All That Jazz: A Night in Montreal

Steven J. Chandler

 

Jazz has a longstanding relationship with the French language and culture -- to the extent that some may say that the American and French jazz traditions are intertwined. Paris after WWII embraced the genre, welcoming throngs of American jazz musicians dissatisfied with the social and artistic climate of the States. For those musicians—particularly those of African-American descent—the appeal initially was the relative racial and social tolerance. Once established in Paris, the expatriates recognized a linguistic parallel between the French language and the language of jazz, uncovering a common depth in both. Today, the symbiosis between jazz and the French language is still prevalent and evidenced most prominently through the Montreal Jazz Festival. When it comes to jazz, the city of Montreal has the right to speak in absolutes. There’s no jazz festival in the French or English-speaking world that is its equal.

 

French is the official language of the city, but the most frequent language spoken in Montreal during the festival is North American English tinged with a delectable French accent—something akin to serving a hamburger in a brioche bun. Whether it’s French, English or a combination of the two, everything is translatable through the music. Wayne Shorter, Wynton Marsalis, George Benson and Joshua Redman, festival polyglots if you will, were among the headliners. Their energy extended beyond the performances. When the evening shows ended, festival goers poured out onto the Montreal streets. For the young, the music was like gasoline and compelled those in the mood to stretch the limits of the night. The bars, they say, close at 3:00 am, but there was no evidence of that.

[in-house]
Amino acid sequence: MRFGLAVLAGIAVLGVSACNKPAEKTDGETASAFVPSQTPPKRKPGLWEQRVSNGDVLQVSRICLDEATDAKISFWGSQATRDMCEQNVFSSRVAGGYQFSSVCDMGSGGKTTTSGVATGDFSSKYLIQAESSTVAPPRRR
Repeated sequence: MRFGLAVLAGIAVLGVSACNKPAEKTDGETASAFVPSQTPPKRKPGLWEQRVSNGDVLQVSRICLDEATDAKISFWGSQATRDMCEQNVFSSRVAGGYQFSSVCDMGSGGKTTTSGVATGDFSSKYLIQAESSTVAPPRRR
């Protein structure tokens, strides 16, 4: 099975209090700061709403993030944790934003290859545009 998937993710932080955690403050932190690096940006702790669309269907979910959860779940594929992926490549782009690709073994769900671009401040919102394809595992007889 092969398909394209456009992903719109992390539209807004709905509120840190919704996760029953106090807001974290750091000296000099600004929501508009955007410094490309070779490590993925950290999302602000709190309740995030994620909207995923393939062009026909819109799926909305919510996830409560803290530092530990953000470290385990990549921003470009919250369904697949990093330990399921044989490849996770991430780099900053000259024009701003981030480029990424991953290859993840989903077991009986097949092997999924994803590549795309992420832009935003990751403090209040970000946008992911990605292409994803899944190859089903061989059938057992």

On the night of June 29th, Wayne Shorter and Joshua Redman were scheduled concurrently. From all accounts, both shows were sold out. Shorter reportedly brought the house down. I can account for Redman’s show. His play elicited three calls for an encore and dashed any hope of rushing across the festival to catch the tail end of the Shorter performance, which started a half an hour later. Redman appreciated his audience’s allegiance (which he recognized may have simply been an inability to obtain Shorter tickets) and in gratitude played a goose-bump-inducing rendition of Shorter’s “Infant Eyes.”

 

Jazz in a concert hall? It’s a trend and can appear contrived and devoid of the spontaneity that’s the essence of jazz music. This was Redman’s challenge as he and his quartet performed at the Maison Symphonique de Montreal, an acoustically rewarding venue that on most dates is the home of Montreal’s acclaimed Symphony Orchestra. Backed with strings and performing from his latest release, Walking Shadows, Redman’s quartet made use of the acoustics by playing compositions that employed an orchestral landscape.

 

Measured for the most part but aggressive when appropriate, Redman’s play gave a shot of life to standards such as Hoagy Carmichael’s “Stardust” and Billy Strayhorn’s “Lush Life.” With the latter, Redman, his quartet and the strings reached the fragile balance required to recite Strayhorn’s dark, instrumental poem. The tragic hero of Strayhorn’s composition is heard through Redman’s brooding saxophone play. There were notes of desperation and dissatisfaction, a slow, restless piece that reflected the “lush life” unattained.